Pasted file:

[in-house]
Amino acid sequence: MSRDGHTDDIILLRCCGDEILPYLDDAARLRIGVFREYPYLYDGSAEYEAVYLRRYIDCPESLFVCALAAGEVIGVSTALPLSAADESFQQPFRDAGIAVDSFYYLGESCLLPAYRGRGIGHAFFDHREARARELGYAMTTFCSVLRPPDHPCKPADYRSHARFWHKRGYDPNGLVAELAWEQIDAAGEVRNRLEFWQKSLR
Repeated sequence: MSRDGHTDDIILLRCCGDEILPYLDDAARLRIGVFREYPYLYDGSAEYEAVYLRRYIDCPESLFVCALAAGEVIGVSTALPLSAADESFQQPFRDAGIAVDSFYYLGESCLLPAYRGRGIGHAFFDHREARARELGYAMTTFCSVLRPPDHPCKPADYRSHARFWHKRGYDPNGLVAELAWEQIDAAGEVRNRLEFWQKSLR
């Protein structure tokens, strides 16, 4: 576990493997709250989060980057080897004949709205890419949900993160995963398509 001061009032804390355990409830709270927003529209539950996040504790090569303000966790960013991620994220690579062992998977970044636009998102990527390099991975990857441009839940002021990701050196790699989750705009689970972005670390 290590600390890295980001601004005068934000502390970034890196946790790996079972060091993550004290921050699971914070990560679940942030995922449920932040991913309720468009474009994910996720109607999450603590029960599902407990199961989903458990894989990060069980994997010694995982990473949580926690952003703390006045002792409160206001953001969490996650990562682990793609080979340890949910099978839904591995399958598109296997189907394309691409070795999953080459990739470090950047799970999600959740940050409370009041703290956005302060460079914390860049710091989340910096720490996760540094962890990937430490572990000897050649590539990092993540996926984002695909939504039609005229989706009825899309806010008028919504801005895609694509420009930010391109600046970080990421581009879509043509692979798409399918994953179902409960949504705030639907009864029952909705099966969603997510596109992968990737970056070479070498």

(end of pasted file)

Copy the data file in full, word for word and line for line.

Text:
[in-house]
Amino acid sequence: MSRDGHTDDIILLRCCGDEILPYLDDAARLRIGVFREYPYLYDGSAEYEAVYLRRYIDCPESLFVCALAAGEVIGVSTALPLSAADESFQQPFRDAGIAVDSFYYLGESCLLPAYRGRGIGHAFFDHREARARELGYAMTTFCSVLRPPDHPCKPADYRSHARFWHKRGYDPNGLVAELAWEQIDAAGEVRNRLEFWQKSLR
Repeated sequence: MSRDGHTDDIILLRCCGDEILPYLDDAARLRIGVFREYPYLYDGSAEYEAVYLRRYIDCPESLFVCALAAGEVIGVSTALPLSAADESFQQPFRDAGIAVDSFYYLGESCLLPAYRGRGIGHAFFDHREARARELGYAMTTFCSVLRPPDHPCKPADYRSHARFWHKRGYDPNGLVAELAWEQIDAAGEVRNRLEFWQKSLR
């Protein structure tokens, strides 16, 4: 576990493997709250989060980057080897004949709205890419949900993160995963398509 001061009032804390355990409830709270927003529209539950996040504790090569303000966790960013991620994220690579062992998977970044636009998102990527390099991975990857441009839940002021990701050196790699989750705009689970972005670390 290590600390890295980001601004005068934000502390970034890196946790790996079972060091993550004290921050699971914070990560679940942030995922449920932040991913309720468009474009994910996720109607999450603590029960599902407990199961989903458990894989990060069980994997010694995982990473949580926690952003703390006045002792409160206001953001969490996650990562682990793609080979340890949910099978839904591995399958598109296997189907394309691409070795999953080459990739470090950047799970999600959740940050409370009041703290956005302060460079914390860049710091989340910096720490996760540094962890990937430490572990000897050649590539990092993540996926984002695909939504039609005229989706009825899309806010008028919504801005895609694509420009930010391109600046970080990421581009879509043509692979798409399918994953179902409960949504705030639907009864029952909705099966969603997510596109992968990737970056070479070498």